Publishers Weekly - Publisher's Weekly
Houston has all the luck, piggy-backing a trip to Japan on his wife's research project; visiting his daughter when she gets a job on Saipan, one of the Mariana islands; traipsing from Hawaii, around Indonesia through Bali. The image of him that emerges from this travelogues is that of a man who has spent much of his life on the West Coast musing about what lies beyond the ocean. Musing, but not studying. Houston (Continental Drift) takes a very impressionistic, once-over-lightly approach to the exotic locales he visits. There is a little description (especially of baths, which he seems to like most of all) and reporting on the occasional quaintly weird custom like talking to rocks in Hawaii, and blessing metal objects in Bali. In theory, the book is defined by the metaphor of tectonic instability, but in fact it seems strained, adding little by way of cohesion or illumination. Houston favors lists of meaningfully juxtaposed nouns or runs of unanswerable questions ("What do such places speak to? In their silence what do we hear? Why is primal landscape so compelling?... The rocks are us."), but a little goes a very long way and soon it seems more portentous than profound. There are also some vexing stereotypes, whether the resigned savant ("his eyes gaze into mine, merry, ancient, boyish, dark and innocent, the vulnerable sage.") or the clich of the Japanese R-L switch ("Mona Risa, Mona Risa, men have name you. You so rike a raydee wis a mystic smire..." ). One can't help feeling that while Houston had a grand opportunity and probably enjoyed it too, he didn't bring enough of it back for us. (May)
Library Journal - Library Journal
Houston (coauthor of Farewell to Manzanar, 1973) sets out on a journey around the Pacific Rim to explore the historical and cultural connections among the various countries and islands that surround the world's largest ocean. Along the way, he stops at Japan and the islands of Okinawa, Iwo Jima, and Ie-Jima; Jakarta and Bali in Indonesia; Saipan and Tinian in the Mariana Islands of Micronesia; Honolulu and Big Island in Hawaii; and his native California. Houston was drawn on this quest to look "for ways to see my family and homeland with clearer eyes," and in this richly anecdotal text he succeeds admirably. Recommended for all libraries.William L. Wuerch, Micronesian Area Research Ctr., Univ. of Guam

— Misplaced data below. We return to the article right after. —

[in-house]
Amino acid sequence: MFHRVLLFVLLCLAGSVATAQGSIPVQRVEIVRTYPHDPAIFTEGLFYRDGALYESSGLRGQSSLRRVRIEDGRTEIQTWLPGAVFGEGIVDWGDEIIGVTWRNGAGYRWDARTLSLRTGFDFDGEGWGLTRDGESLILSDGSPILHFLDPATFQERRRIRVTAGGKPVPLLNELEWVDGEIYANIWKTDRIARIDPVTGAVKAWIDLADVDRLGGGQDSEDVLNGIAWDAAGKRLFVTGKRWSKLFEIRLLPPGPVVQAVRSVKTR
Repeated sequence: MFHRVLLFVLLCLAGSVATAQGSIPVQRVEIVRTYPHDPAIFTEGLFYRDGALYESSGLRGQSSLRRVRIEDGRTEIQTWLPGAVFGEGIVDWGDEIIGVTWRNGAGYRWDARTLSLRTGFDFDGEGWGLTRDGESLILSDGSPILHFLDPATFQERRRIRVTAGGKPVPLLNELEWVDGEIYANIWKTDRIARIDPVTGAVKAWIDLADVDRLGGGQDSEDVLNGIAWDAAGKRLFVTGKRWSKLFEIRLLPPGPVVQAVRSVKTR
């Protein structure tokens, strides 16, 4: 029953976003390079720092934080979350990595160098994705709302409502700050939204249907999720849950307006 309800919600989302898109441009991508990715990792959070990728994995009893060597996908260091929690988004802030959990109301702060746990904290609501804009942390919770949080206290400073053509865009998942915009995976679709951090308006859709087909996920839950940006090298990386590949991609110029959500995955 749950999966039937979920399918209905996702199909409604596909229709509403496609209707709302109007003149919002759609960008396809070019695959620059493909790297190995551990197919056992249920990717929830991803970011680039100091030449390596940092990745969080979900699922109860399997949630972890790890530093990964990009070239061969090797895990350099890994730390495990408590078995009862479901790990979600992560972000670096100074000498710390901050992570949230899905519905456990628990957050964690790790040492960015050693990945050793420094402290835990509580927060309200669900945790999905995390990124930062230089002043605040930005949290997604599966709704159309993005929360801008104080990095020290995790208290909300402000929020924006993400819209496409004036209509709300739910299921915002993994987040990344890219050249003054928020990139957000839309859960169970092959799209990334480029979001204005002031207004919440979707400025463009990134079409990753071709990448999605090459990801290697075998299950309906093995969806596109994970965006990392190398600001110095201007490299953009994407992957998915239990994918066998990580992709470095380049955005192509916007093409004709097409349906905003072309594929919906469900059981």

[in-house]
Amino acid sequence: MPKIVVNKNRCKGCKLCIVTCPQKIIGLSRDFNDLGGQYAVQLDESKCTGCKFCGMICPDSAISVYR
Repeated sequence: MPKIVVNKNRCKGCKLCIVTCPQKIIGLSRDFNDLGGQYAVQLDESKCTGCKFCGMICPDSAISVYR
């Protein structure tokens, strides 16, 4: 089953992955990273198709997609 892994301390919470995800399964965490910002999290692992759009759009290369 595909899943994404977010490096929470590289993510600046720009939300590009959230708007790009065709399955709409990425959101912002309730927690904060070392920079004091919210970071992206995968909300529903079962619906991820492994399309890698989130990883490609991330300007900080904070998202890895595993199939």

A delightful account of an idiosyncratic odyssey through island outposts in the world's largest ocean with the observant, low-key novelist Houston (Love Life, 1985, etc.) as an unfailingly congenial tour guide.
In company with his Nisei wife, Jeanne Wakatsuki, Houston headed first to her parents' homeland. Sojourning in Ibusuki (a part of Kyushu, which a local returning from the US refers to as "the Alabama of Japan") and later in Fukuoka (one of but four cities to host championship sumo wrestling tournaments), he finds himself wondering whether the island nation's backcountry is "too strange and perhaps more trouble than it's worth." Before Houston presses on alone, however, he and his wife make contact with friends of friends who renew their faith in the cultural and other ties that bind all peoples who live on the Pacific Basin, including those who, like the Houstons, are residents of America's West Coast. In Hawaii, he seeks out a woman who talks with rocks (volcanic or otherwise), an honored vocation in a venue where the legacies of Polynesia survive and thrive. Westering on, the author lights in Indonesia (where a native son lately back from L.A. shares rules of the road for traffic-jammed Jakarta) and Bali (whose Edenic setting belies its troubled history). Covered as well on Houston's overwater trek are the Marianas (Tinian as well as Saipan, where his daughter works at a resort catering to Asians on holiday) and the Ryukyus (Iwo Jima, Okinawa, et al.), where the ghosts of WW II can still disturb the sleep of visitors.
Good old-fashioned travel writing of the sort that combines personal observations on faraway places with astute commentary on what connects their past, present, and future.